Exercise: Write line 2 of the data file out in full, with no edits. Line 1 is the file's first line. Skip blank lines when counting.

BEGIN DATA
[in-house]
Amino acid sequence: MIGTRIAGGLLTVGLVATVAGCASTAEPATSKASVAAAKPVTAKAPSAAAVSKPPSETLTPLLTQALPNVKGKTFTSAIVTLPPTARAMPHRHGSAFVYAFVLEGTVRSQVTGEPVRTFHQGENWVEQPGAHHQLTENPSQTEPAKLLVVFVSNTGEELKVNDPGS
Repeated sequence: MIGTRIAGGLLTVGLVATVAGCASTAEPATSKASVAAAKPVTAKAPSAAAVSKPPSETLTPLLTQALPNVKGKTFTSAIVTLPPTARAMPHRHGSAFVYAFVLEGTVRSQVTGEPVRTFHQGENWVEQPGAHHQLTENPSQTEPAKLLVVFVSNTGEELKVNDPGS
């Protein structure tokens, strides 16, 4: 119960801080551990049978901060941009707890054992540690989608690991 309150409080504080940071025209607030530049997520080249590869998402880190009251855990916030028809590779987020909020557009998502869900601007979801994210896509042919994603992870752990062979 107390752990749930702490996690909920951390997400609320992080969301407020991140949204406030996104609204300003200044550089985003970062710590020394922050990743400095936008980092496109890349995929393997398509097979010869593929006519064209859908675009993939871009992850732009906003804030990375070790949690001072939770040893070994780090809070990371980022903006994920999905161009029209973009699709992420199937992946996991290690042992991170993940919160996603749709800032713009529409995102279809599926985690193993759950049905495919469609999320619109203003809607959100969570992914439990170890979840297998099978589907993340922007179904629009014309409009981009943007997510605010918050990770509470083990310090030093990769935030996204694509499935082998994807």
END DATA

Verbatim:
Amino acid sequence: MIGTRIAGGLLTVGLVATVAGCASTAEPATSKASVAAAKPVTAKAPSAAAVSKPPSETLTPLLTQALPNVKGKTFTSAIVTLPPTARAMPHRHGSAFVYAFVLEGTVRSQVTGEPVRTFHQGENWVEQPGAHHQLTENPSQTEPAKLLVVFVSNTGEELKVNDPGS